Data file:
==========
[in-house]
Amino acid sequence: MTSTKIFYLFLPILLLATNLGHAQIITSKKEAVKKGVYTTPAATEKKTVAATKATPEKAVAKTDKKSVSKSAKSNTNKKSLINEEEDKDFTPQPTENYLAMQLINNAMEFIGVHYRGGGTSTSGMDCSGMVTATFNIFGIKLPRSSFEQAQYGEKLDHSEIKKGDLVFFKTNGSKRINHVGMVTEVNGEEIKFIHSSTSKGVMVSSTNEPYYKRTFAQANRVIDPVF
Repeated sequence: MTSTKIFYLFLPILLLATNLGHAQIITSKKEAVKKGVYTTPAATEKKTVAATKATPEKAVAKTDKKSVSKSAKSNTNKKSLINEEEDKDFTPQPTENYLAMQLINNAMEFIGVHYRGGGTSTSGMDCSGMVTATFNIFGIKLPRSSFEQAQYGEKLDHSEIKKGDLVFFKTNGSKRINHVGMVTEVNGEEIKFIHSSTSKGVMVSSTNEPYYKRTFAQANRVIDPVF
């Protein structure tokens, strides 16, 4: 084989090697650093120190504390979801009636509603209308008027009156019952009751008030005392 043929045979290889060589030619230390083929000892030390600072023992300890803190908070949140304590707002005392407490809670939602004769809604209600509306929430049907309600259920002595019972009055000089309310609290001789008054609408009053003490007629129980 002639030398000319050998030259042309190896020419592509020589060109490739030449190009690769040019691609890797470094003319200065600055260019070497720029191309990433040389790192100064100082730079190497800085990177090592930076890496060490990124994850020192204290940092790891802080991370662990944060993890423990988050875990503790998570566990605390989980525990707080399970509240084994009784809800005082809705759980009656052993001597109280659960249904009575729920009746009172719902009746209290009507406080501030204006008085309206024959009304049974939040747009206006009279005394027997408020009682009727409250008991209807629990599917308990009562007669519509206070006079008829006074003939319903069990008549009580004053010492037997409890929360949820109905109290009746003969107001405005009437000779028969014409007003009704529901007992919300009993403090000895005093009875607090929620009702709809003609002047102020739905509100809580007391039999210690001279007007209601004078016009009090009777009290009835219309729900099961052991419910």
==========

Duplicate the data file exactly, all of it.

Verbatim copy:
[in-house]
Amino acid sequence: MTSTKIFYLFLPILLLATNLGHAQIITSKKEAVKKGVYTTPAATEKKTVAATKATPEKAVAKTDKKSVSKSAKSNTNKKSLINEEEDKDFTPQPTENYLAMQLINNAMEFIGVHYRGGGTSTSGMDCSGMVTATFNIFGIKLPRSSFEQAQYGEKLDHSEIKKGDLVFFKTNGSKRINHVGMVTEVNGEEIKFIHSSTSKGVMVSSTNEPYYKRTFAQANRVIDPVF
Repeated sequence: MTSTKIFYLFLPILLLATNLGHAQIITSKKEAVKKGVYTTPAATEKKTVAATKATPEKAVAKTDKKSVSKSAKSNTNKKSLINEEEDKDFTPQPTENYLAMQLINNAMEFIGVHYRGGGTSTSGMDCSGMVTATFNIFGIKLPRSSFEQAQYGEKLDHSEIKKGDLVFFKTNGSKRINHVGMVTEVNGEEIKFIHSSTSKGVMVSSTNEPYYKRTFAQANRVIDPVF
């Protein structure tokens, strides 16, 4: 084989090697650093120190504390979801009636509603209308008027009156019952009751008030005392 043929045979290889060589030619230390083929000892030390600072023992300890803190908070949140304590707002005392407490809670939602004769809604209600509306929430049907309600259920002595019972009055000089309310609290001789008054609408009053003490007629129980 002639030398000319050998030259042309190896020419592509020589060109490739030449190009690769040019691609890797470094003319200065600055260019070497720029191309990433040389790192100064100082730079190497800085990177090592930076890496060490990124994850020192204290940092790891802080991370662990944060993890423990988050875990503790998570566990605390989980525990707080399970509240084994009784809800005082809705759980009656052993001597109280659960249904009575729920009746009172719902009746209290009507406080501030204006008085309206024959009304049974939040747009206006009279005394027997408020009682009727409250008991209807629990599917308990009562007669519509206070006079008829006074003939319903069990008549009580004053010492037997409890929360949820109905109290009746003969107001405005009437000779028969014409007003009704529901007992919300009993403090000895005093009875607090929620009702709809003609002047102020739905509100809580007391039999210690001279007007209601004078016009009090009777009290009835219309729900099961052991419910």